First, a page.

zepdrix
  • zepdrix
So again I'll ask,\[\large\rm \lim_{x\to2^{-}}f(x)=\lim_{x\to2^{-}}2x^2-4x\]Do you understand why I'm replacing f(x) with this top line in the piece-wise function for x approaching from the left?
anonymous
  • anonymous
Okay so wouldn't you just insert in a 2 on both sides of the equation? It would still give the same answer right?
zepdrix
  • zepdrix
Yes, if that's easier, maybe just think of it that way :) The pieces need to give the same output at x=2.
zepdrix
  • zepdrix
\[\large\rm 2x^2-4x \stackrel{?}{=}4\sin\left(\frac{\pi x}{4}\right)\]So are these equal when you plug in x=2? :)
anonymous
  • anonymous
0 = 3.99999
anonymous
  • anonymous
So no it doesn't match.
anonymous
  • anonymous
Oh so do you that process for all inequalities that pop up with the lim function?
zepdrix
  • zepdrix
These were our steps: \[\large\rm \lim_{x\to2^-}f(x)\stackrel{?}{=}\lim_{x\to2^+}f(x)\]\[\large\rm \lim_{x\to2^-}2x^2-4x\stackrel{?}{=}\lim_{x\to2^+}4\sin\left(\frac{\pi x}{4}\right)\]\[\large\rm 2(2)^2-4(2)\stackrel{?}{=}4\sin\left(\frac{4\pi}{4}\right)\]\[\large\rm 0\ne4\]I suppose yes. It might get a tiny bit more complicated if your teacher throws piece-wise functions at you with 3 or 4 pieces. But it should always be the same process :O
zepdrix
  • zepdrix
Should we go over number 5? :o looks like you were both a little confused on that one.
anonymous
  • anonymous
Ya can you go over that and number 7? Sorry!
zepdrix
  • zepdrix
\[\large\rm \lim_{x \to1}\frac{x-1}{x^2-1}=\frac{0}{0}\ne0\]0/0 is an indeterminate form, it's not equal to 0. So we have to work our way around it some how.
zepdrix
  • zepdrix
Notice that the denominator is the difference of squares,\[\large\rm x^2-1=x^2-1^2\]We have a rule for factoring the difference of squares, do you remember it? :)
anonymous
  • anonymous
So we have to multiply both top and bottom by x+1?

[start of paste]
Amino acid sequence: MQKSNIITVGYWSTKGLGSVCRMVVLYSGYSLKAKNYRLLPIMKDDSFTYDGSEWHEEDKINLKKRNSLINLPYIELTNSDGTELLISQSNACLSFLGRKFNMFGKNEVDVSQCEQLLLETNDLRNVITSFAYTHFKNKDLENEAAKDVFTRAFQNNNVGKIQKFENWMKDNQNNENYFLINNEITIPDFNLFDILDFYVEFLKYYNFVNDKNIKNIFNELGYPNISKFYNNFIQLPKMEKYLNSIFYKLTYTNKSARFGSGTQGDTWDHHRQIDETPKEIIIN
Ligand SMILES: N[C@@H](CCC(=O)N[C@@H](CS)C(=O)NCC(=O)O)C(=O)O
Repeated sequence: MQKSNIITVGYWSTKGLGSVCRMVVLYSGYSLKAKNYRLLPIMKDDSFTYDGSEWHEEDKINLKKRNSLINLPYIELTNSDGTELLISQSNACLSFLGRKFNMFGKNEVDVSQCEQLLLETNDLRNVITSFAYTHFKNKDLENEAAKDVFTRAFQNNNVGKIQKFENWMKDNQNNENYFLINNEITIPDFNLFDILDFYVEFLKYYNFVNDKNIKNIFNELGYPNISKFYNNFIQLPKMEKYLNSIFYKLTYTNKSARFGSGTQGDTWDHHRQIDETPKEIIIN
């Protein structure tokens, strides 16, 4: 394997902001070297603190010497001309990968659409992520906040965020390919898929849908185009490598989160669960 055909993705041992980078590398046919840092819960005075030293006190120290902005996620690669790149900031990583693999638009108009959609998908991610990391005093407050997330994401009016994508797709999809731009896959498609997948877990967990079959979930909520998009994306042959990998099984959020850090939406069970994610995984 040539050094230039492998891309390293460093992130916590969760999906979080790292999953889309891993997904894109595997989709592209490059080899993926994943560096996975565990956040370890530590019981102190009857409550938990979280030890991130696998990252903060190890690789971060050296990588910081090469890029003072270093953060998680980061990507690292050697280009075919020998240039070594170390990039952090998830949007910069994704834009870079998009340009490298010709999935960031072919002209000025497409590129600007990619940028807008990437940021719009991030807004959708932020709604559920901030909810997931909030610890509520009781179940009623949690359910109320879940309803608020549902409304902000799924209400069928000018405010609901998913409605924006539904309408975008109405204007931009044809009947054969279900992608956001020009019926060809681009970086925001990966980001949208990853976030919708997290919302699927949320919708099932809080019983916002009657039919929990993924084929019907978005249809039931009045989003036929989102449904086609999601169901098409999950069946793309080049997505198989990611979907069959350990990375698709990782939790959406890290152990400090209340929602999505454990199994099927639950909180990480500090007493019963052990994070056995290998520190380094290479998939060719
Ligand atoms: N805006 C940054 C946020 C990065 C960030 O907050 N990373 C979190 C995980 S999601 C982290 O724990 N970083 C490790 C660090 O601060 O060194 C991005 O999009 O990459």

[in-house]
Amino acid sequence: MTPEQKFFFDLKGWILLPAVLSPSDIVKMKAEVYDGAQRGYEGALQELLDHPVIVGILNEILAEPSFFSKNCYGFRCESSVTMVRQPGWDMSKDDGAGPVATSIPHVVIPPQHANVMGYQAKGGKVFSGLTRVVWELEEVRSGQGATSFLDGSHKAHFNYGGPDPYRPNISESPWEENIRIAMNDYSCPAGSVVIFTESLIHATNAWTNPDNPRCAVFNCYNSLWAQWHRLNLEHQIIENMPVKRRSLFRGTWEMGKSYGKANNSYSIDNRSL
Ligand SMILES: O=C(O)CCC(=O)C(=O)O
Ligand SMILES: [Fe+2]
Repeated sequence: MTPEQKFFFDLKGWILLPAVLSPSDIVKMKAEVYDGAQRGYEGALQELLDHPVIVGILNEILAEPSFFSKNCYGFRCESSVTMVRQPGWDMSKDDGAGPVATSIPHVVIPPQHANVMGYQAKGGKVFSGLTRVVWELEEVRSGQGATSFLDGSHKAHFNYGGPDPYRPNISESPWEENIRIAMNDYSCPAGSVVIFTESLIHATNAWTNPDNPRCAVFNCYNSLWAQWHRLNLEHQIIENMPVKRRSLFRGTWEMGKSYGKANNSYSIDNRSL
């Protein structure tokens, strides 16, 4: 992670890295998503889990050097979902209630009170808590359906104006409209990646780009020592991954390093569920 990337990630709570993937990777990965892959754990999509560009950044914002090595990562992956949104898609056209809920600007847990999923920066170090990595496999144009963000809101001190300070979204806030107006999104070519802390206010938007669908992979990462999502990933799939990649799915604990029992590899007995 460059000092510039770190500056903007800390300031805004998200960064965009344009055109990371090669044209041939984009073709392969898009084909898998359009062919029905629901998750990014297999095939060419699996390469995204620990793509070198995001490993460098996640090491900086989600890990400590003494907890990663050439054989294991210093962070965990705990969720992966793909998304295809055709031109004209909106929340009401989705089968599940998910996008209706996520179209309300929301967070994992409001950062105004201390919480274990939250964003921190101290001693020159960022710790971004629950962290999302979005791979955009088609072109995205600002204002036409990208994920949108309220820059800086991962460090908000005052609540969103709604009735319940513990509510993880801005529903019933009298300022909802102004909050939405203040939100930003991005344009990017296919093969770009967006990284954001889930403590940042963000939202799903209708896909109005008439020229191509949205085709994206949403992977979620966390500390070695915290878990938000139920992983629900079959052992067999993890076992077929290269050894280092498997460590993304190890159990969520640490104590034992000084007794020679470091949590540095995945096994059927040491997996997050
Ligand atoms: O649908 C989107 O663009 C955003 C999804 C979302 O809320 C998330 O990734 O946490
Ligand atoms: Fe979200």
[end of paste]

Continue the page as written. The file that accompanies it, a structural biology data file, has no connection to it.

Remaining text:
zepdrix
  • zepdrix
Umm sure, that's another option! That's pretty much the same thing I was doing, but in reverse.
anonymous
  • anonymous
Oh okay. That's how my teacher taught me. So after reducing or crossing out you would get 1/(x+1)?
anonymous
  • anonymous
And then you would have to plug in 1 right?
zepdrix
  • zepdrix
Yes :)
anonymous
  • anonymous
Oh, that's what I forgot, been a couple years! :P Thank you again, Zepdrix.
anonymous
  • anonymous
Ohhhh that's why the answer is 1/2!
zepdrix
  • zepdrix
So this is what you do with limits. Step 1: You try to plug the number directly in. ~If you run into trouble, you have to try and `cancel stuff out`. Step 2: Cancel stuff out. Step 3: Try to plug the number directly in again.
anonymous
  • anonymous
Okay I understood that. Thanks! Can you help me with number 7?
zepdrix
  • zepdrix
See the steps I listed? Number 7 is going to be a piece of cake for us. We'll apply step 1, and we won't run into any problems. It will simplify down to an answer.
zepdrix
  • zepdrix
Plug 3 directly into the function. We get something like this,\[\large\rm e^{3}\cos\left(\frac{\pi(3)}{3}\right)\]yes?
zepdrix
  • zepdrix
And now simplify :)
anonymous
  • anonymous
\[e^3\cos(3.14) = e^3(-1) = -e^3\]
zepdrix
  • zepdrix
You and your ways -_- lol You gotta remember your trig stuff silly billy! \(\large\rm \cos(\pi)=-1\) <- yes. I don't like the 3.14 though lol
anonymous
  • anonymous
Lol sorry! But thank you soo much!! You are really good at helping others! :D
zepdrix
  • zepdrix
yay team \c:/ we did it!
anonymous
  • anonymous
Thanks @Mikeyy1992! You were very helpful too! :)